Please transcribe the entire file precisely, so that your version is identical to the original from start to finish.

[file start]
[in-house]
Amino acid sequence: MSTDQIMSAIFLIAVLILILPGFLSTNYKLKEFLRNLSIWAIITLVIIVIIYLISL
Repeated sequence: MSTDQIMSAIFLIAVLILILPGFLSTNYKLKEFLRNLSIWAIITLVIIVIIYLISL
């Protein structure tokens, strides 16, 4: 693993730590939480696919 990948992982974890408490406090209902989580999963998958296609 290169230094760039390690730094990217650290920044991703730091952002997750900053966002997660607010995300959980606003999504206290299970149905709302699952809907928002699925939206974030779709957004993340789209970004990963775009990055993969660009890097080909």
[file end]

[in-house]
Amino acid sequence: MSTDQIMSAIFLIAVLILILPGFLSTNYKLKEFLRNLSIWAIITLVIIVIIYLISL
Repeated sequence: MSTDQIMSAIFLIAVLILILPGFLSTNYKLKEFLRNLSIWAIITLVIIVIIYLISL
């Protein structure tokens, strides 16, 4: 693993730590939480696919 990948992982974890408490406090209902989580999963998958296609 290169230094760039390690730094990217650290920044991703730091952002997750900053966002997660607010995300959980606003999504206290299970149905709302699952809907928002699925939206974030779709957004993340789209970004990963775009990055993969660009890097080909």